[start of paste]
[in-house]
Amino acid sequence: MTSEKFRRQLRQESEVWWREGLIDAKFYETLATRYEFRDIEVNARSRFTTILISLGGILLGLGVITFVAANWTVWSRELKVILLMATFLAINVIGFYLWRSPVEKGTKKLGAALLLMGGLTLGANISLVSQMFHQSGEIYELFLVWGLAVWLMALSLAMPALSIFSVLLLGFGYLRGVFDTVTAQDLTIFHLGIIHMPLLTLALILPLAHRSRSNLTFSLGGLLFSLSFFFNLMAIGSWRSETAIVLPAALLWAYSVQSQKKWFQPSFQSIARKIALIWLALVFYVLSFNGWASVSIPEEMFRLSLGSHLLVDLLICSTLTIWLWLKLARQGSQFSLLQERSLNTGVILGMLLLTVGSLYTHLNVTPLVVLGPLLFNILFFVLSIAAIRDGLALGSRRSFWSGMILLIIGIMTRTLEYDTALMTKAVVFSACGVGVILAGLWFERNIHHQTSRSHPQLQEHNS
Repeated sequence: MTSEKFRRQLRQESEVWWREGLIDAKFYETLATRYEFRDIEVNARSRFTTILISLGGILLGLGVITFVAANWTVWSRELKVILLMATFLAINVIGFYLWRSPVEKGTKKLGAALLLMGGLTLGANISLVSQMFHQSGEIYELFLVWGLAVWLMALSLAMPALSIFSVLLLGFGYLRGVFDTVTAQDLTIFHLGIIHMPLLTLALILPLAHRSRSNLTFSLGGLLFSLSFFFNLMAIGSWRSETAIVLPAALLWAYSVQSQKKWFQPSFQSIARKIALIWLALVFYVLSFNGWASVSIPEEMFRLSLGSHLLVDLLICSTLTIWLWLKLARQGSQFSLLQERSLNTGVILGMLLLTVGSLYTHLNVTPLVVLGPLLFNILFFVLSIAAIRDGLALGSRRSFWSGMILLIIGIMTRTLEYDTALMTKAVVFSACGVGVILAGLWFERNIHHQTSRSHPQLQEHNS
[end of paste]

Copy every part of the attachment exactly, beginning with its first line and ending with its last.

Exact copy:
[in-house]
Amino acid sequence: MTSEKFRRQLRQESEVWWREGLIDAKFYETLATRYEFRDIEVNARSRFTTILISLGGILLGLGVITFVAANWTVWSRELKVILLMATFLAINVIGFYLWRSPVEKGTKKLGAALLLMGGLTLGANISLVSQMFHQSGEIYELFLVWGLAVWLMALSLAMPALSIFSVLLLGFGYLRGVFDTVTAQDLTIFHLGIIHMPLLTLALILPLAHRSRSNLTFSLGGLLFSLSFFFNLMAIGSWRSETAIVLPAALLWAYSVQSQKKWFQPSFQSIARKIALIWLALVFYVLSFNGWASVSIPEEMFRLSLGSHLLVDLLICSTLTIWLWLKLARQGSQFSLLQERSLNTGVILGMLLLTVGSLYTHLNVTPLVVLGPLLFNILFFVLSIAAIRDGLALGSRRSFWSGMILLIIGIMTRTLEYDTALMTKAVVFSACGVGVILAGLWFERNIHHQTSRSHPQLQEHNS
Repeated sequence: MTSEKFRRQLRQESEVWWREGLIDAKFYETLATRYEFRDIEVNARSRFTTILISLGGILLGLGVITFVAANWTVWSRELKVILLMATFLAINVIGFYLWRSPVEKGTKKLGAALLLMGGLTLGANISLVSQMFHQSGEIYELFLVWGLAVWLMALSLAMPALSIFSVLLLGFGYLRGVFDTVTAQDLTIFHLGIIHMPLLTLALILPLAHRSRSNLTFSLGGLLFSLSFFFNLMAIGSWRSETAIVLPAALLWAYSVQSQKKWFQPSFQSIARKIALIWLALVFYVLSFNGWASVSIPEEMFRLSLGSHLLVDLLICSTLTIWLWLKLARQGSQFSLLQERSLNTGVILGMLLLTVGSLYTHLNVTPLVVLGPLLFNILFFVLSIAAIRDGLALGSRRSFWSGMILLIIGIMTRTLEYDTALMTKAVVFSACGVGVILAGLWFERNIHHQTSRSHPQLQEHNS